Japan’s mass media industries, visual communication, visual semiotics.
BA(Hons) Japanese: School of Oriental and African Studies (SOAS), University of London, 1991 MA Media Studies: Sheffield Hallam University, 2006 PhD: School of East Asian Studies, University of Sheffield, 2009
School of East Asian Studies, University of Sheffield (Part-time teaching fellow)
2012 - present:
College of International Relations, Ritsumeikan University (Associate Professor)
At the digital watershed: Terrestrial television broadcasting in Japan. Japanese Studies, 32(3):445–468.
Social distance portrayed: Television news in Japan and the UK. Visual Communication, 12(1):71–96.
Camera angles in television news: Designed to communicate? In Piazza, R., Haarman, L., and Caborn, A., editors, Values and Choices in Television Discourse: A View from Both Sides of the Screen. Palgrave Macmillan, London.
Q1What are your current teaching areas and current research themes?
I regularly teach undergraduate courses on ‘mass media and politics’, and ‘cross-cultural communication’. At graduate level I teach a course on media and globalisation.
I am currently writing about Kyoto’s pre-war public radio towers, and working on completing a book tentatively titled “Television in Japan: An Introduction”. Away from the mass media, I am also lead researcher on a project with Ritsumeikan’s Art Research Centre aimed at documenting and preserving the Shinozuka School of kyō-mai (Kyōto-style dance).
Q2What do you think the biggest appeal of the JDP is for students?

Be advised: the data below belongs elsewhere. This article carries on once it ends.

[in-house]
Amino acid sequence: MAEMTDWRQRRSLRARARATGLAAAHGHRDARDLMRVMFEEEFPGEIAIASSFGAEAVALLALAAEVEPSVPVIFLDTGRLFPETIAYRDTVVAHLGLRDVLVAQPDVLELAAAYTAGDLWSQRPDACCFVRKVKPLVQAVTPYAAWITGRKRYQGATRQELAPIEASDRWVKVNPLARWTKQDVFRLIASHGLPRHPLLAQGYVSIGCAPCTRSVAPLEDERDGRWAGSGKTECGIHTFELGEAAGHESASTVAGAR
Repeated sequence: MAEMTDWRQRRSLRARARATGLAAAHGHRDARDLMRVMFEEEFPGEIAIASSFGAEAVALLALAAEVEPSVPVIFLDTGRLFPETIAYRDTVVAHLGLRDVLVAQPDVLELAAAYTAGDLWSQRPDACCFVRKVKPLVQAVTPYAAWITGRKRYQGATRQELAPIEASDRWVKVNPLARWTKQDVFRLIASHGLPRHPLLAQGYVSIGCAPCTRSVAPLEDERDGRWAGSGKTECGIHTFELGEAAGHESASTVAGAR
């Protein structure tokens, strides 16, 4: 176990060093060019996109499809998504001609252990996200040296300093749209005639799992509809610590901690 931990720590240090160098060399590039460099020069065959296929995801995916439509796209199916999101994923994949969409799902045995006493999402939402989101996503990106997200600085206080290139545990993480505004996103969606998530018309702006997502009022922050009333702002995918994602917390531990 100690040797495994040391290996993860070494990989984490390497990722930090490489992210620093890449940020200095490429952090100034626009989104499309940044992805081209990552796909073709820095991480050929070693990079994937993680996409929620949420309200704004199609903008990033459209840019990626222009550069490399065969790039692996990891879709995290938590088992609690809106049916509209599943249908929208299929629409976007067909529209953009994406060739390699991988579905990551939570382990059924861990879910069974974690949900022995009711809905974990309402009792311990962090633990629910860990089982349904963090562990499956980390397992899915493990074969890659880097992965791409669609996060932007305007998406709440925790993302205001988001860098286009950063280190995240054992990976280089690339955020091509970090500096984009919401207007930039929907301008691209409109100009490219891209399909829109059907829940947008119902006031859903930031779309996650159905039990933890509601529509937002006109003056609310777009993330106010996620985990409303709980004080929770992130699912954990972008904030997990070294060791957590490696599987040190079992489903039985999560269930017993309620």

The chance to live and study in two very contrasting yet international cities and to experience and compare student life at two culturally different institutions.
Q3What do you expect future JDP students to learn and experience during their studies in the JDP?
As well as the material and ideas you will engage with in class you will also have the opportunity to broaden your horizons and to begin to see the world from a variety of fresh international perspectives. You will have ample opportunities to develop your communication and language skills and to learn how to go about acquiring cultural competence in two different settings, both, in their own ways, equally challenging. The social and communicational skills you learn will be an asset to you as you enter the ever more internationalised world of work, or decide to go on to further academic work. Outside of the campus, both Kyoto and Washington DC offer you a freedom to encounter new experiences only limited by your imagination and energy.